Waves and Hemispheres
In numerous studies, researchers have compared the physical "body signs" of hypnotic subjects with those of unhypnotized people. In most of these studies, the researchers found no significant physical change associated with the trance state of hypnosis. The subject's heart rate and respiration may slow down, but this is due to the relaxation involved in the hypnotism process, not the hypnotic state itself.
Do it Yourself!
You don't necessarily need a highly-trained hypnotist to induce hypnosis. With the proper relaxation and focusing techniques, almost everyone can enter a hypnotic state themselves and make their own suggestions to the unconscious mind (check out SelfHypnosis.com to find out how).
Some hypnotism experts hold that all hypnosis is self-hypnosis. Whether a trance state is brought on by a long, boring drive down the highway or by a skilled psychiatrist, the subject is always the one who initiates the trance. In this view, the hypnotist is only a guide who facilitates the process.
There does seem to be changed activity in the brain, however. The most notable data comes from electroencephalographs (EEGs), measurements of the electrical activity of the brain. Extensive EEG research has demonstrated that brains produce different brain waves, rhythms of electrical voltage, depending on their mental state. Deep sleep has a different rhythm than dreaming, for example, and full alertness has a different rhythm than relaxation.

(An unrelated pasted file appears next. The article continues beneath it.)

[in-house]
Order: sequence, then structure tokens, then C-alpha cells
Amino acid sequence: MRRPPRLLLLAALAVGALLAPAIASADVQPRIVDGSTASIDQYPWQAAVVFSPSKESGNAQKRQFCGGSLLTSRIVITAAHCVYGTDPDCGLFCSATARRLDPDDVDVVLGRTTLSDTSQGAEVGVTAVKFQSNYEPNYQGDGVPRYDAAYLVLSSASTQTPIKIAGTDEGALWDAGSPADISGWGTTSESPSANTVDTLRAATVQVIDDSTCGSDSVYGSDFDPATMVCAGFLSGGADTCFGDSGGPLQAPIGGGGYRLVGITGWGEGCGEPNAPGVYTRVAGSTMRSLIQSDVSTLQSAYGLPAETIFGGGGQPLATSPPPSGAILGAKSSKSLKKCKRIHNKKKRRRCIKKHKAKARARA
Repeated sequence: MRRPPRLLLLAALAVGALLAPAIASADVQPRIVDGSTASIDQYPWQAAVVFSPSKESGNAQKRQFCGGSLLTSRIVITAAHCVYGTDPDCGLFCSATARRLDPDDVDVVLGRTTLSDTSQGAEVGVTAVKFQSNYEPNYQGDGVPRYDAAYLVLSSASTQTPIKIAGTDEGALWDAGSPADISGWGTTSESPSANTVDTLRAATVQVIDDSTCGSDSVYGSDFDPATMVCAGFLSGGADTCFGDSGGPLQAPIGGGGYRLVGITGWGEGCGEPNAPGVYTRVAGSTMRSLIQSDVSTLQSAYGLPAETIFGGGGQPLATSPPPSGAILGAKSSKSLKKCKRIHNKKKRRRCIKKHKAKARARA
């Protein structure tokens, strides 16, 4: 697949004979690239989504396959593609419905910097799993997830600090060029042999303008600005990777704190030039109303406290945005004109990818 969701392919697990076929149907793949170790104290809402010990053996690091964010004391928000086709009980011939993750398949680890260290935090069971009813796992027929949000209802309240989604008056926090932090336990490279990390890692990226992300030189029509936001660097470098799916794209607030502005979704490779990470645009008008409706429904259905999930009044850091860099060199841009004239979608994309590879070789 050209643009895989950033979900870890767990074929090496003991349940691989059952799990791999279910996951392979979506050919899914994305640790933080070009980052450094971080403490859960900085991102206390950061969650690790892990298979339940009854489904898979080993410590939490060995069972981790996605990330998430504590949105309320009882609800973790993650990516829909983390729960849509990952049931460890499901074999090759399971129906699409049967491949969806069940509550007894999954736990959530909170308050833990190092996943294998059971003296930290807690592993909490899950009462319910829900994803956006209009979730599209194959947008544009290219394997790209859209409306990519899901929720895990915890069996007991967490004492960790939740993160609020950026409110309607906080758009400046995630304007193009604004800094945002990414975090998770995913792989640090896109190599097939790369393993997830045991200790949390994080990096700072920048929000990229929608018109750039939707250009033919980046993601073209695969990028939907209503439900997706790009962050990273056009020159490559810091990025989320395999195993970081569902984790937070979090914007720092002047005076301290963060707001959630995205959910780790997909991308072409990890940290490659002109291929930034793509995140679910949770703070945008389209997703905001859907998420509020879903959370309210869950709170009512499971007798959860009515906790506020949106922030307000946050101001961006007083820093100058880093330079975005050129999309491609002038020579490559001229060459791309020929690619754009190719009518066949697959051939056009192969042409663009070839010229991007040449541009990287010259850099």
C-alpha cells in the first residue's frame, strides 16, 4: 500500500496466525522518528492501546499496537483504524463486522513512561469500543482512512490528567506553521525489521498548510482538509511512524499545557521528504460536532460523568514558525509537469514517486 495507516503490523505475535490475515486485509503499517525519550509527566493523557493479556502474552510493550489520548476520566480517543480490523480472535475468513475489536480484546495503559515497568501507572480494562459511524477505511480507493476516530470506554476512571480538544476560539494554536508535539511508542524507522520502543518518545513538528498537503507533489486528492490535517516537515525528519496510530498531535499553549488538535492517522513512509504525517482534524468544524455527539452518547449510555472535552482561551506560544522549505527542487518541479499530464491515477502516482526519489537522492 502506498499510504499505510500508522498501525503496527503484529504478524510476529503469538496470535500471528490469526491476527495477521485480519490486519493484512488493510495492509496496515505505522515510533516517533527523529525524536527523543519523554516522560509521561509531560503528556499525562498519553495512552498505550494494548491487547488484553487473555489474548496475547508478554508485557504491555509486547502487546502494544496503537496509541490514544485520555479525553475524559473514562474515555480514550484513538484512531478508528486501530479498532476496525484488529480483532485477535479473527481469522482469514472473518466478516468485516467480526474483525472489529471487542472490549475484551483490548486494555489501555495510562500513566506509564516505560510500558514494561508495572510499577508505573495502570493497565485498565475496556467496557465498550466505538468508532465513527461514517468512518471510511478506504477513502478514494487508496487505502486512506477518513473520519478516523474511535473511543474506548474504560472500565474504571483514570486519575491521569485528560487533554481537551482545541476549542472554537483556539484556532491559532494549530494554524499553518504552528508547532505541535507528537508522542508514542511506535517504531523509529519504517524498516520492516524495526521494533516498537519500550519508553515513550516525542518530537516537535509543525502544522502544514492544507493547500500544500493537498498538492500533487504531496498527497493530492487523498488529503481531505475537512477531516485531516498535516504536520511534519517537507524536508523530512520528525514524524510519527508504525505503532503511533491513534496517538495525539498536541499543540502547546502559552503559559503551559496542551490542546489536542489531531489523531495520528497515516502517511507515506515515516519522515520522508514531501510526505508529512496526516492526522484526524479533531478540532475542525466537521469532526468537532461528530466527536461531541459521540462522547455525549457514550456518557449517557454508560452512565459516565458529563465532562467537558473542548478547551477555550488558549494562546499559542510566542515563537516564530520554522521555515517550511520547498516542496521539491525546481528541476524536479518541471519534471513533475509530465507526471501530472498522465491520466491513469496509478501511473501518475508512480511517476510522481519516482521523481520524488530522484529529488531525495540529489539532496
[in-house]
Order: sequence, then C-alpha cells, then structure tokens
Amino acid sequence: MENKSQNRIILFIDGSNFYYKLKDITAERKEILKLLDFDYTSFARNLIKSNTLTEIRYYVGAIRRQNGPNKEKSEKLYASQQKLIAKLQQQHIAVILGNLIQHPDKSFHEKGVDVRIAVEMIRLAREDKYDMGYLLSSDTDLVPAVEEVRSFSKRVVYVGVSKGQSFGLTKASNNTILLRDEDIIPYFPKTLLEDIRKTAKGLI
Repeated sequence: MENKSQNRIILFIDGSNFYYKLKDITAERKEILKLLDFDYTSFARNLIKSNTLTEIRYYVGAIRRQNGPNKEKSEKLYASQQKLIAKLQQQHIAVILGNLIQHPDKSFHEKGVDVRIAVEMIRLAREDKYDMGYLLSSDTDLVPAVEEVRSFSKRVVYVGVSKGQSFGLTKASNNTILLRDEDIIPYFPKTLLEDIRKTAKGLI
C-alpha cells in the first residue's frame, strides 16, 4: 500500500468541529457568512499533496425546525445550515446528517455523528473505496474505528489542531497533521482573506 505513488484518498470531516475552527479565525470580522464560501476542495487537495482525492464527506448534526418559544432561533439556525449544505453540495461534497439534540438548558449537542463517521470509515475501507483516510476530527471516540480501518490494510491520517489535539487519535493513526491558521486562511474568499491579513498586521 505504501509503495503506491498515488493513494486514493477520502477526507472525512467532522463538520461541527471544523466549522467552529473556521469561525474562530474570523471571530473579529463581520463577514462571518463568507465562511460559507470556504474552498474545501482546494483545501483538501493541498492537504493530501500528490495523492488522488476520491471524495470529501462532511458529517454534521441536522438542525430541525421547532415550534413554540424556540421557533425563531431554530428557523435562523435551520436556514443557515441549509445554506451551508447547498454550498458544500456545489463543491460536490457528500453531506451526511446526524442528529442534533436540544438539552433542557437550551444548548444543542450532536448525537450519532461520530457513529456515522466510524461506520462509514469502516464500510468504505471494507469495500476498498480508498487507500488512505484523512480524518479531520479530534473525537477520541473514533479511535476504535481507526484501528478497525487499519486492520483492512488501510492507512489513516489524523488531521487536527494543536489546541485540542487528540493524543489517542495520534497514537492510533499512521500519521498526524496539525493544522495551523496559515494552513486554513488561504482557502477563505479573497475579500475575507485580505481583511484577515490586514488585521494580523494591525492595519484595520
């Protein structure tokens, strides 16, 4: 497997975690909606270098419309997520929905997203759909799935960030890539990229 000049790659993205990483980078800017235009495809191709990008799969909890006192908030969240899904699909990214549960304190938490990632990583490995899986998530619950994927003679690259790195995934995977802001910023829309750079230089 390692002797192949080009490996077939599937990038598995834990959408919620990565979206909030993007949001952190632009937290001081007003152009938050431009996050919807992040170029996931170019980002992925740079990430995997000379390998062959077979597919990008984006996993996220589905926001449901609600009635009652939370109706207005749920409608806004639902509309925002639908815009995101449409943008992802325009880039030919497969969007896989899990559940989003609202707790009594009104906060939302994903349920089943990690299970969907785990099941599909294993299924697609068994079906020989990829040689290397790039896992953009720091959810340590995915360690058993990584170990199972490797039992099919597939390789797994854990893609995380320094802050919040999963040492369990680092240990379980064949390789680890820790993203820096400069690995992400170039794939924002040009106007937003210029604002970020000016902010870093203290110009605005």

In some studies, EEGs from subjects under hypnosis showed a boost in the lower frequency waves associated with dreaming and sleep, and a drop in the higher frequency waves associated with full wakefulness. Brain-wave information is not a definitive indicator of how the mind is operating, but this pattern does fit the hypothesis that the conscious mind backs off during hypnosis and the subconscious mind takes a more active role.
Researchers have also studied patterns in the brain's cerebral cortex that occur during hypnosis. In these studies, hypnotic subjects showed reduced activity in the left hemisphere of the cerebral cortex, while activity in the right hemisphere often increased. Neurologists believe that the left hemisphere of the cortex is the logical control center of the brain; it operates on deduction, reasoning and convention. The right hemisphere, in contrast, controls imagination and creativity. A decrease in left-hemisphere activity fits with the hypothesis that hypnosis subdues the conscious mind's inhibitory influence. Conversely, an increase in right-brain activity supports the idea that the creative, impulsive subconscious mind takes the reigns. This is by no means conclusive evidence, but it does lend credence to the idea that hypnotism opens up the subconscious mind.
Whether or not hypnosis is actually a physiological phenomenon, millions of people do practice hypnotism regularly, and millions of subjects report that it has worked on them. In the next section, we'll look at the most common methods of inducing a hypnotic trance.